65 Electrical Measuring Instruments
By the end of the section, you will be able to:
- Describe how to connect a voltmeter in a circuit to measure voltage
- Describe how to connect an ammeter in a circuit to measure current
- Describe the use of an ohmmeter
Ohm’s law and Kirchhoff’s method are useful to analyze and design electrical circuits, providing you with the voltages across, the current through, and the resistance of the components that compose the circuit. To measure these parameters require instruments, and these instruments are described in this section.
DC Voltmeters and Ammeters
Whereas voltmeters measure voltage, ammeters measure current. Some of the meters in automobile dashboards, digital cameras, cell phones, and tuner-amplifiers are actually voltmeters or ammeters ((Figure)). The internal construction of the simplest of these meters and how they are connected to the system they monitor give further insight into applications of series and parallel connections.
Measuring Current with an Ammeter
To measure the current through a device or component, the ammeter is placed in series with the device or component. A series connection is used because objects in series have the same current passing through them. (See (Figure), where the ammeter is represented by the symbol A.)
Ammeters need to have a very low resistance, a fraction of a milliohm. If the resistance is not negligible, placing the ammeter in the circuit would change the equivalent resistance of the circuit and modify the current that is being measured. Since the current in the circuit travels through the meter, ammeters normally contain a fuse to protect the meter from damage from currents which are too high.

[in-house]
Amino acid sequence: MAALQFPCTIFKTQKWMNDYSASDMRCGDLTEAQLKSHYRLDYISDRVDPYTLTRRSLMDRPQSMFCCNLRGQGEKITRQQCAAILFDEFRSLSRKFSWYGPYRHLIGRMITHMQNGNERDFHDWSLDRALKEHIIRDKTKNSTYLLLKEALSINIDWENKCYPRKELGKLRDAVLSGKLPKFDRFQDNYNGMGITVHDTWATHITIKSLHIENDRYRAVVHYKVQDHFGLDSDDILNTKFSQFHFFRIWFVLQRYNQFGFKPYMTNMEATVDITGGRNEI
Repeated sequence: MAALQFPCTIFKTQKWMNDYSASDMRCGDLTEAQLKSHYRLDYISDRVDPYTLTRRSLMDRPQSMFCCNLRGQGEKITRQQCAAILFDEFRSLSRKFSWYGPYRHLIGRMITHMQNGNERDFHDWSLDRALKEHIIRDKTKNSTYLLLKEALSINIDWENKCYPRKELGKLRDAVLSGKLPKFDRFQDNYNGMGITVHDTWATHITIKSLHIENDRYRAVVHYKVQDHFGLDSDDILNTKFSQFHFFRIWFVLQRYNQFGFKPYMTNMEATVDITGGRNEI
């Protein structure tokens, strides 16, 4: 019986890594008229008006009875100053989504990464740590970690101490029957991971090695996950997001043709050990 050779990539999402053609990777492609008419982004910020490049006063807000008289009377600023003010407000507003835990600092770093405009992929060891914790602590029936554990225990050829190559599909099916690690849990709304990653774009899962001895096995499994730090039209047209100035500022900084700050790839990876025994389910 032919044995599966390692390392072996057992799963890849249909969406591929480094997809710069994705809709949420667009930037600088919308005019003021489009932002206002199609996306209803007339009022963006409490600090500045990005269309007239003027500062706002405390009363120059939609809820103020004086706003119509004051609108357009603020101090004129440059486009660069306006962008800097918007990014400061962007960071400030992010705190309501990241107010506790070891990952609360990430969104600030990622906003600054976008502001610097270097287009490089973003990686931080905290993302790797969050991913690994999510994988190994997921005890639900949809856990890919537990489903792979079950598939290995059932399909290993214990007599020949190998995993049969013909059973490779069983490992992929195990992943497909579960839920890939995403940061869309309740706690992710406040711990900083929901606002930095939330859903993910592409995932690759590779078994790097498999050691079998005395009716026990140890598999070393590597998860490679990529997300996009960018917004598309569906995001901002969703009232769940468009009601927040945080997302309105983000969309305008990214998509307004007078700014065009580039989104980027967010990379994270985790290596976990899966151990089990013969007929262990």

Measuring Voltage with a Voltmeter
A voltmeter is connected in parallel with whatever device it is measuring. A parallel connection is used because objects in parallel experience the same potential difference. (See (Figure), where the voltmeter is represented by the symbol V.)
Since voltmeters are connected in parallel, the voltmeter must have a very large resistance. Digital voltmeters convert the analog voltage into a digital value to display on a digital readout ((Figure)). Inexpensive voltmeters have resistances on the order of whereas high-precision voltmeters have resistances on the order of . The value of the resistance may vary, depending on which scale is used on the meter.
Analog and Digital Meters
You may encounter two types of meters in the physics lab: analog and digital. The term ‘analog’ refers to signals or information represented by a continuously variable physical quantity, such as voltage or current. An analog meter uses a galvanometer, which is essentially a coil of wire with a small resistance, in a magnetic field, with a pointer attached that points to a scale. Current flows through the coil, causing the coil to rotate. To use the galvanometer as an ammeter, a small resistance is placed in parallel with the coil. For a voltmeter, a large resistance is placed in series with the coil. A digital meter uses a component called an analog-to-digital (A to D) converter and expresses the current or voltage as a series of the digits 0 and 1, which are used to run a digital display. Most analog meters have been replaced by digital meters.
Check Your Understanding Digital meters are able to detect smaller currents than analog meters employing galvanometers. How does this explain their ability to measure voltage and current more accurately than analog meters?